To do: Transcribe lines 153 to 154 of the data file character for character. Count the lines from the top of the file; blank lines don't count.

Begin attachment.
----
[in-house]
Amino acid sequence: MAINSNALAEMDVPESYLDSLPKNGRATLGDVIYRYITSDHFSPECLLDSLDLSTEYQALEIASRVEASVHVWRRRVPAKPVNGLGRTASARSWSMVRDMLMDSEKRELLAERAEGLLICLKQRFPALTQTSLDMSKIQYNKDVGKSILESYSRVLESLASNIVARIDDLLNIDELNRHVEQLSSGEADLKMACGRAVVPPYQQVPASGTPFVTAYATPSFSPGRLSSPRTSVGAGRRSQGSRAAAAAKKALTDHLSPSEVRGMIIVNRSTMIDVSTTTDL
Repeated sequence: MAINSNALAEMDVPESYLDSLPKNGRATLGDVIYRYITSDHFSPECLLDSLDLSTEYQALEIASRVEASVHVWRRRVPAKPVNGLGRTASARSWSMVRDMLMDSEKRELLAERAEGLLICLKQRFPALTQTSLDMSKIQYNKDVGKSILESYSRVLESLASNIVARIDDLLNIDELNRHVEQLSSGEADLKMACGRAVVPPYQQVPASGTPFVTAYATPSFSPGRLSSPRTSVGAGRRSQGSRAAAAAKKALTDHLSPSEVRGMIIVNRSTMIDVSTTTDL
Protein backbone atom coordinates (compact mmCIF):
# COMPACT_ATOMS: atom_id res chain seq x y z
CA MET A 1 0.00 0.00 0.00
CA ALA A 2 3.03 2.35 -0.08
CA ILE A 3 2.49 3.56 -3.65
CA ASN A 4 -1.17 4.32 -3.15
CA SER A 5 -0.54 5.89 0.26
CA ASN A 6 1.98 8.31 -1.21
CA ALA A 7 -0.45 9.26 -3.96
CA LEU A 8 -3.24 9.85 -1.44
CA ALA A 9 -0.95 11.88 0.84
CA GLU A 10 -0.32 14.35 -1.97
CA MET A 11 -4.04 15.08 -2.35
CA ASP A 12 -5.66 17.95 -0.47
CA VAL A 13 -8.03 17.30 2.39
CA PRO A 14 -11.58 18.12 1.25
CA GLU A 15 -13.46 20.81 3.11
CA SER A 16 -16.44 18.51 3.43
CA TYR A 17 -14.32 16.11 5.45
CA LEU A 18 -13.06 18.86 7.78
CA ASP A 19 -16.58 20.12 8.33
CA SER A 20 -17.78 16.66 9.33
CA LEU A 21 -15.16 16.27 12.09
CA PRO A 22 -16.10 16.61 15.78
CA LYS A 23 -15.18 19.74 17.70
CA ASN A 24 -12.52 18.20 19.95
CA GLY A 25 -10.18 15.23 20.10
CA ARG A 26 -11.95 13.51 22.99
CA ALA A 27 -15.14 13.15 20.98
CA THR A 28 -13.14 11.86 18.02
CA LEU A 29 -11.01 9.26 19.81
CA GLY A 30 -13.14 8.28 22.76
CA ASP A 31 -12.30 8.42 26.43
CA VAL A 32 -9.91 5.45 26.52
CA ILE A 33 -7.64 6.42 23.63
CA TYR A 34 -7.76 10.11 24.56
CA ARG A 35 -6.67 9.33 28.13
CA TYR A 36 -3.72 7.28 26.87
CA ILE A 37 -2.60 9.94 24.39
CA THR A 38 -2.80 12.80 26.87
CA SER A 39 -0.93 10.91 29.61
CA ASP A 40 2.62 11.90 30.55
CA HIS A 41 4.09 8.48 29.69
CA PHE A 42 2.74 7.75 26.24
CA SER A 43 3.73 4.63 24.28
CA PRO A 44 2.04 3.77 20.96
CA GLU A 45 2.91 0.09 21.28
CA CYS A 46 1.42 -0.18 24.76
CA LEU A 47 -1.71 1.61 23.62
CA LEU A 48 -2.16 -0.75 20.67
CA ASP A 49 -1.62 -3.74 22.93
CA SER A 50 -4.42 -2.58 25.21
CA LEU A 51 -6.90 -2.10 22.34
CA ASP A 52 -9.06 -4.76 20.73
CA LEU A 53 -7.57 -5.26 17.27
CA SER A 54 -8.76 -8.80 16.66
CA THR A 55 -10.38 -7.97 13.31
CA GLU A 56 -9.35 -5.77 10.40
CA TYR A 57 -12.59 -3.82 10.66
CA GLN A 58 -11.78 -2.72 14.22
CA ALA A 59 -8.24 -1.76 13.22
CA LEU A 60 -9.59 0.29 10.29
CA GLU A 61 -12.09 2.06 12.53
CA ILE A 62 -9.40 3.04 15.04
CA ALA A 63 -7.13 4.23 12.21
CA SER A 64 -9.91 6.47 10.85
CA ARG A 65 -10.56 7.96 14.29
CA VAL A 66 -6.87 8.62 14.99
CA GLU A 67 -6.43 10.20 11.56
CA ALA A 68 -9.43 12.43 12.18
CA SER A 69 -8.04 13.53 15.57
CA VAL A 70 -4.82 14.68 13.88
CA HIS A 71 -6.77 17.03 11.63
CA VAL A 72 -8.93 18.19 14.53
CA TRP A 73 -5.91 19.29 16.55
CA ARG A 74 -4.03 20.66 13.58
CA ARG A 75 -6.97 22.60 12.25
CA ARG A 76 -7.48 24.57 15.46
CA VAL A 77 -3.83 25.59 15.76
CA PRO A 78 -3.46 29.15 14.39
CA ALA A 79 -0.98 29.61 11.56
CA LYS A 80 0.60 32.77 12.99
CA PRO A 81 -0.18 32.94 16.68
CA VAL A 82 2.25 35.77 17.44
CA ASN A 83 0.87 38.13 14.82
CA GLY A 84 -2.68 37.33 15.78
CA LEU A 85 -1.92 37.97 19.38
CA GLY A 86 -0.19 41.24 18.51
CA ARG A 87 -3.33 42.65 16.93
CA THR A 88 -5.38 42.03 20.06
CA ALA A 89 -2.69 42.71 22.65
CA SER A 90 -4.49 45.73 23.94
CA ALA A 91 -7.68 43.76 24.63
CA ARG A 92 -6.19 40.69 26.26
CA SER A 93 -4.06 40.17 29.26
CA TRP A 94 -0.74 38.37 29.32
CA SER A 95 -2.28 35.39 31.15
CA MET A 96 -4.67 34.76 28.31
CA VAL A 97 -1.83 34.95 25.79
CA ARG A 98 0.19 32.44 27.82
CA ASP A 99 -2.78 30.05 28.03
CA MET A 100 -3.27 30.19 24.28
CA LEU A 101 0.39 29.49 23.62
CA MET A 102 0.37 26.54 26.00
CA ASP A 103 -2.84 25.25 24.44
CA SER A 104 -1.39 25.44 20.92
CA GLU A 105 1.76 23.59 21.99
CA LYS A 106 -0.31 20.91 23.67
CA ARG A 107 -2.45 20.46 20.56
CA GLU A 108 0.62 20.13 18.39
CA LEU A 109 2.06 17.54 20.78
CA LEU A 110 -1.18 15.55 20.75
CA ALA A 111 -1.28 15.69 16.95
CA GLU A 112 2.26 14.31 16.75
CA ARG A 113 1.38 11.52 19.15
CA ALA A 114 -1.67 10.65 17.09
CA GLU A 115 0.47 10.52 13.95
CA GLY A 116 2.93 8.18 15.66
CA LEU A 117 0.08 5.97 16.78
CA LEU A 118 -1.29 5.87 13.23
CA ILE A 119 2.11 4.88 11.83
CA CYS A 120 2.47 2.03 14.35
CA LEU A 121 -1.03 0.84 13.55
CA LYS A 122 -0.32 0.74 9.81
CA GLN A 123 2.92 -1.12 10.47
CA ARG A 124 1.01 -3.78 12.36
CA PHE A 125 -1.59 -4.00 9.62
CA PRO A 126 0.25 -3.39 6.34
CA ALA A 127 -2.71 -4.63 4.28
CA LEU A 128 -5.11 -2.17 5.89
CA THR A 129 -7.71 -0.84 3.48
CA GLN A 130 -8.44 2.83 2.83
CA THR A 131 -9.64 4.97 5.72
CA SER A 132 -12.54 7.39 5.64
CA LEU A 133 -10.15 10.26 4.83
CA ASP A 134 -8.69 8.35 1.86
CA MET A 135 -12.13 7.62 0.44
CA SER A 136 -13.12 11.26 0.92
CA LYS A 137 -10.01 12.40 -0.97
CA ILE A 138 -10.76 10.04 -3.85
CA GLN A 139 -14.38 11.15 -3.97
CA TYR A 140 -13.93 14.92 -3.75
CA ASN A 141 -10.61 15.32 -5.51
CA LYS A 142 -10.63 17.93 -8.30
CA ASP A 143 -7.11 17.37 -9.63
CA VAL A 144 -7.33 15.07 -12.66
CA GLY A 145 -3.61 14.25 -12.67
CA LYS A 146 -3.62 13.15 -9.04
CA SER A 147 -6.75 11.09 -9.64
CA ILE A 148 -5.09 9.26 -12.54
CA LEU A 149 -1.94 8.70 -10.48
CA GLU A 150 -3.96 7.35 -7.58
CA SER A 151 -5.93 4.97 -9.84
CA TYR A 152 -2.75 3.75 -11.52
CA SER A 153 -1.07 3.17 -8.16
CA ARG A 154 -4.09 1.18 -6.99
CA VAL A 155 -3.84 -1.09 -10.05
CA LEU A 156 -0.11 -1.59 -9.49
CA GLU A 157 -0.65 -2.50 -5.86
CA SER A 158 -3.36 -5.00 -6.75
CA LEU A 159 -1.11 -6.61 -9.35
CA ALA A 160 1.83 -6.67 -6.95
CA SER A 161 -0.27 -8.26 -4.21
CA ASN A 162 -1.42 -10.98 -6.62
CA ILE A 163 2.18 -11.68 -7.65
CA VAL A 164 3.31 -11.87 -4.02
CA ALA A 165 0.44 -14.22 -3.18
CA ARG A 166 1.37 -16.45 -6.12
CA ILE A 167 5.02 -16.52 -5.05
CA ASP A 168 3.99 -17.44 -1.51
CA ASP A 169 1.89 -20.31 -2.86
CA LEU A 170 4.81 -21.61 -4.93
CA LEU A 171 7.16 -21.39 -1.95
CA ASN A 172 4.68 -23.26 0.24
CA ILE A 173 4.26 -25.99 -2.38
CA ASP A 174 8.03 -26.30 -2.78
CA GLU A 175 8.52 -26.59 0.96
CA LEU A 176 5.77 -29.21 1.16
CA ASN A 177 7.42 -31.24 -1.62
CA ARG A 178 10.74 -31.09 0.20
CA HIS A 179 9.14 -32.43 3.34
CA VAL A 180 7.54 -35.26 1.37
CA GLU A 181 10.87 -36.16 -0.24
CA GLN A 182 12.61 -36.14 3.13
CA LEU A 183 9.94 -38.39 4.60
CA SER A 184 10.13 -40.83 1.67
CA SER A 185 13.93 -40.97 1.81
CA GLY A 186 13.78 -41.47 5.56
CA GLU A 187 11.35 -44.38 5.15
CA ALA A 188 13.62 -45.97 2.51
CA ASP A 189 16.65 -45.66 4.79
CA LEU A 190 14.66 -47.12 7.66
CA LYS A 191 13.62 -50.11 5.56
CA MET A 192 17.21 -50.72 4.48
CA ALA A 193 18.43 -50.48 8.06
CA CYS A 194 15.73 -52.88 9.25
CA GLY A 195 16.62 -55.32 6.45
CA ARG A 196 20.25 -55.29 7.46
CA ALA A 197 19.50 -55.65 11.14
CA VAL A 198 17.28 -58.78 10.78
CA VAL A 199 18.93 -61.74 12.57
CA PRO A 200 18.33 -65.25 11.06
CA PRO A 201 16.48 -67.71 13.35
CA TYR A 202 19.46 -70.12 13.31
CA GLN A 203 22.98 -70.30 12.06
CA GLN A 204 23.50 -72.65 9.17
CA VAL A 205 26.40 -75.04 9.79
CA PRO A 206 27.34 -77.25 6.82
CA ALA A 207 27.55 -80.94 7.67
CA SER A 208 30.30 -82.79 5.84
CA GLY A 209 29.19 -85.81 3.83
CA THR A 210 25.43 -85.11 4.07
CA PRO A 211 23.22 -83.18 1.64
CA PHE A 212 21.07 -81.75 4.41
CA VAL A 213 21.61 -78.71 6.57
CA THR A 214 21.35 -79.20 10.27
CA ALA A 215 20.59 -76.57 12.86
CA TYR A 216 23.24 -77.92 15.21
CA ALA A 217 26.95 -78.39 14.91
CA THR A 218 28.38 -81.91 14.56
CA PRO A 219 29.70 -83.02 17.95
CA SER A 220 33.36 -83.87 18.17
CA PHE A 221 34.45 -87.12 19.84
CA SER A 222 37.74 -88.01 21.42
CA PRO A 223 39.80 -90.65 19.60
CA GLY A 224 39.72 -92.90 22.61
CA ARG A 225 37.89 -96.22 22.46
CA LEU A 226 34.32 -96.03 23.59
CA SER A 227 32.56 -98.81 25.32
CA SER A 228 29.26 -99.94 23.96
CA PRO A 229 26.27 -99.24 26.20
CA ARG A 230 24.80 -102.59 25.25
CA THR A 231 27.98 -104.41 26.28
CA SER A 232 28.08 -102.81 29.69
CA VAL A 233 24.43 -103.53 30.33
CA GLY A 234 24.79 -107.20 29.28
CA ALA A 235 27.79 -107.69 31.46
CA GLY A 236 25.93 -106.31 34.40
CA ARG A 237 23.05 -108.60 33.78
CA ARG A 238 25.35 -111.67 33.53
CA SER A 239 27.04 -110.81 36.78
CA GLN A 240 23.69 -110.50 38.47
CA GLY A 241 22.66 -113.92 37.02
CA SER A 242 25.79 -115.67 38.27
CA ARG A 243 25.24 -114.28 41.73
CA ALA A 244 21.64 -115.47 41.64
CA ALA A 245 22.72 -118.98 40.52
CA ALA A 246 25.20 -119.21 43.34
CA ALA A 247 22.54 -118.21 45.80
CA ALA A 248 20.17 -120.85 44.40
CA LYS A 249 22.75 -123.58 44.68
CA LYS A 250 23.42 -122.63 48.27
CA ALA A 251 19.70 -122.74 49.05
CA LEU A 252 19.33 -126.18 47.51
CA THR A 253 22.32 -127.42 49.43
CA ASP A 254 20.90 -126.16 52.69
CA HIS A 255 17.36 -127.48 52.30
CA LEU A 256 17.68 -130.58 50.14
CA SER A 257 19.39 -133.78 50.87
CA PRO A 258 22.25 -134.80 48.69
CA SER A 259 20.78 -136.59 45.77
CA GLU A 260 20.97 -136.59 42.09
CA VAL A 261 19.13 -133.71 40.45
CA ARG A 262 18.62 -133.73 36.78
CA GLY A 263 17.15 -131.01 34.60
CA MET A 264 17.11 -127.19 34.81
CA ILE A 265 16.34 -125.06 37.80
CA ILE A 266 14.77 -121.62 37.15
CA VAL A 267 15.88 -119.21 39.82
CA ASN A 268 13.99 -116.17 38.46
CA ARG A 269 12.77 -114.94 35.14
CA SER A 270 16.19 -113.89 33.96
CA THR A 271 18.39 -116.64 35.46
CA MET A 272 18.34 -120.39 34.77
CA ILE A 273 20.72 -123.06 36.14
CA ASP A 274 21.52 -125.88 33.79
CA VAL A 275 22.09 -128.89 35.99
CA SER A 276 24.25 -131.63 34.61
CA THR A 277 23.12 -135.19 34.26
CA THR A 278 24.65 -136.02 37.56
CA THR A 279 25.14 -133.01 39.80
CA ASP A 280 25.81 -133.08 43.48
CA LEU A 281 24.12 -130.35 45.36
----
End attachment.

CA ILE A 148 -5.09 9.26 -12.54
CA LEU A 149 -1.94 8.70 -10.48